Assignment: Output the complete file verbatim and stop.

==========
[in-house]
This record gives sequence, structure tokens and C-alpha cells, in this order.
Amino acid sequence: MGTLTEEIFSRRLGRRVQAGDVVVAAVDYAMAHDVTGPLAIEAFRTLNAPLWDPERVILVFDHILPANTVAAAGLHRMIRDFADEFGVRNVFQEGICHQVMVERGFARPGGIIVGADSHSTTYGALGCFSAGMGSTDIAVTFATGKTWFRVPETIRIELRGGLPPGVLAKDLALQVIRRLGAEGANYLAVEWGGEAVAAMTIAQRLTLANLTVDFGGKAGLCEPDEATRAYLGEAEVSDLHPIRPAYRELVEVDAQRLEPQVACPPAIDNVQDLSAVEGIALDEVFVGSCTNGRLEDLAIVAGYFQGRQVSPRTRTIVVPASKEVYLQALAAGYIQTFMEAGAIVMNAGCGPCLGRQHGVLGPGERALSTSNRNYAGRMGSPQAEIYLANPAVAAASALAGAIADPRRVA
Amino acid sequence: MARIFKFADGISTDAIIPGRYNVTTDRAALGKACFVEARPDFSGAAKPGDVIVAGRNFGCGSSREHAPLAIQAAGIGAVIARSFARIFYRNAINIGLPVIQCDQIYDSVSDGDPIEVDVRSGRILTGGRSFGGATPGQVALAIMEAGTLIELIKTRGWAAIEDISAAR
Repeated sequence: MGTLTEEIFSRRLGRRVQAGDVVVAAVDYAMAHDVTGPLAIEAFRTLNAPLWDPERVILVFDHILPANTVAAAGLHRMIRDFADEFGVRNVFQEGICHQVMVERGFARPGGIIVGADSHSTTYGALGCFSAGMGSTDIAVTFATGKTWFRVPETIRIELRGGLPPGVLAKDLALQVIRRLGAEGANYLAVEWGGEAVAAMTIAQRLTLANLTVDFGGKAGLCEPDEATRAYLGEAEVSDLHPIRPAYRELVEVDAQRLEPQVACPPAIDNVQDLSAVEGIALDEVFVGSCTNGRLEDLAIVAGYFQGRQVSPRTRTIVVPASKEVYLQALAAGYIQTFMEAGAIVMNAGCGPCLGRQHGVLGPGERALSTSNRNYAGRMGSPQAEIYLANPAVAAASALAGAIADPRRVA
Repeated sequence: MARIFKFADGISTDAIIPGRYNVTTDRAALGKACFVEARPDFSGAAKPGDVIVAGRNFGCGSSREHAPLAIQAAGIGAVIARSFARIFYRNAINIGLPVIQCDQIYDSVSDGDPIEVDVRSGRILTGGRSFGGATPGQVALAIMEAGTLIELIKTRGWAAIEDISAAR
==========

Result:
[in-house]
This record gives sequence, structure tokens and C-alpha cells, in this order.
Amino acid sequence: MGTLTEEIFSRRLGRRVQAGDVVVAAVDYAMAHDVTGPLAIEAFRTLNAPLWDPERVILVFDHILPANTVAAAGLHRMIRDFADEFGVRNVFQEGICHQVMVERGFARPGGIIVGADSHSTTYGALGCFSAGMGSTDIAVTFATGKTWFRVPETIRIELRGGLPPGVLAKDLALQVIRRLGAEGANYLAVEWGGEAVAAMTIAQRLTLANLTVDFGGKAGLCEPDEATRAYLGEAEVSDLHPIRPAYRELVEVDAQRLEPQVACPPAIDNVQDLSAVEGIALDEVFVGSCTNGRLEDLAIVAGYFQGRQVSPRTRTIVVPASKEVYLQALAAGYIQTFMEAGAIVMNAGCGPCLGRQHGVLGPGERALSTSNRNYAGRMGSPQAEIYLANPAVAAASALAGAIADPRRVA
Amino acid sequence: MARIFKFADGISTDAIIPGRYNVTTDRAALGKACFVEARPDFSGAAKPGDVIVAGRNFGCGSSREHAPLAIQAAGIGAVIARSFARIFYRNAINIGLPVIQCDQIYDSVSDGDPIEVDVRSGRILTGGRSFGGATPGQVALAIMEAGTLIELIKTRGWAAIEDISAAR
Repeated sequence: MGTLTEEIFSRRLGRRVQAGDVVVAAVDYAMAHDVTGPLAIEAFRTLNAPLWDPERVILVFDHILPANTVAAAGLHRMIRDFADEFGVRNVFQEGICHQVMVERGFARPGGIIVGADSHSTTYGALGCFSAGMGSTDIAVTFATGKTWFRVPETIRIELRGGLPPGVLAKDLALQVIRRLGAEGANYLAVEWGGEAVAAMTIAQRLTLANLTVDFGGKAGLCEPDEATRAYLGEAEVSDLHPIRPAYRELVEVDAQRLEPQVACPPAIDNVQDLSAVEGIALDEVFVGSCTNGRLEDLAIVAGYFQGRQVSPRTRTIVVPASKEVYLQALAAGYIQTFMEAGAIVMNAGCGPCLGRQHGVLGPGERALSTSNRNYAGRMGSPQAEIYLANPAVAAASALAGAIADPRRVA
Repeated sequence: MARIFKFADGISTDAIIPGRYNVTTDRAALGKACFVEARPDFSGAAKPGDVIVAGRNFGCGSSREHAPLAIQAAGIGAVIARSFARIFYRNAINIGLPVIQCDQIYDSVSDGDPIEVDVRSGRILTGGRSFGGATPGQVALAIMEAGTLIELIKTRGWAAIEDISAAR